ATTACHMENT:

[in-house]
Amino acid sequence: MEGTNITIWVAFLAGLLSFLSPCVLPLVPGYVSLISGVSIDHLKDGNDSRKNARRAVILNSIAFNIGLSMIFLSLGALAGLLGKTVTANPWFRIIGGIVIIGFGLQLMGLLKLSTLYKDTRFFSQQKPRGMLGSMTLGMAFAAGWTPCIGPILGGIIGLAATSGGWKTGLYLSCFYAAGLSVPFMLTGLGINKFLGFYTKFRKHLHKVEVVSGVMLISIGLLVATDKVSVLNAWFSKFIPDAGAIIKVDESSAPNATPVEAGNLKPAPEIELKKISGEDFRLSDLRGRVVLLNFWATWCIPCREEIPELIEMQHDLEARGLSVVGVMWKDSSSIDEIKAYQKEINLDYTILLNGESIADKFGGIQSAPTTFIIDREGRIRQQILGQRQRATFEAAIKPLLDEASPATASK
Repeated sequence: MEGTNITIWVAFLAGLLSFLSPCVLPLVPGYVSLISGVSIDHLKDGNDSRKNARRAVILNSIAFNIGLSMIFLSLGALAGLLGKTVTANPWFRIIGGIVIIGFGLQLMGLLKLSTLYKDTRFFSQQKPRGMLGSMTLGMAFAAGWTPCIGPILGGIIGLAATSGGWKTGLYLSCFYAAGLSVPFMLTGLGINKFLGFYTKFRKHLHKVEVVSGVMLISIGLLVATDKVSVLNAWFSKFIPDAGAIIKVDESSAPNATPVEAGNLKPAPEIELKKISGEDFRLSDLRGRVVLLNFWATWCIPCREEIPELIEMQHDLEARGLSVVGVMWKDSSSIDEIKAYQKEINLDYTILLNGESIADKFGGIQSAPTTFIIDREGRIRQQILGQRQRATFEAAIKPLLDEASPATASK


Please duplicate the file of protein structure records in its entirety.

[in-house]
Amino acid sequence: MEGTNITIWVAFLAGLLSFLSPCVLPLVPGYVSLISGVSIDHLKDGNDSRKNARRAVILNSIAFNIGLSMIFLSLGALAGLLGKTVTANPWFRIIGGIVIIGFGLQLMGLLKLSTLYKDTRFFSQQKPRGMLGSMTLGMAFAAGWTPCIGPILGGIIGLAATSGGWKTGLYLSCFYAAGLSVPFMLTGLGINKFLGFYTKFRKHLHKVEVVSGVMLISIGLLVATDKVSVLNAWFSKFIPDAGAIIKVDESSAPNATPVEAGNLKPAPEIELKKISGEDFRLSDLRGRVVLLNFWATWCIPCREEIPELIEMQHDLEARGLSVVGVMWKDSSSIDEIKAYQKEINLDYTILLNGESIADKFGGIQSAPTTFIIDREGRIRQQILGQRQRATFEAAIKPLLDEASPATASK
Repeated sequence: MEGTNITIWVAFLAGLLSFLSPCVLPLVPGYVSLISGVSIDHLKDGNDSRKNARRAVILNSIAFNIGLSMIFLSLGALAGLLGKTVTANPWFRIIGGIVIIGFGLQLMGLLKLSTLYKDTRFFSQQKPRGMLGSMTLGMAFAAGWTPCIGPILGGIIGLAATSGGWKTGLYLSCFYAAGLSVPFMLTGLGINKFLGFYTKFRKHLHKVEVVSGVMLISIGLLVATDKVSVLNAWFSKFIPDAGAIIKVDESSAPNATPVEAGNLKPAPEIELKKISGEDFRLSDLRGRVVLLNFWATWCIPCREEIPELIEMQHDLEARGLSVVGVMWKDSSSIDEIKAYQKEINLDYTILLNGESIADKFGGIQSAPTTFIIDREGRIRQQILGQRQRATFEAAIKPLLDEASPATASK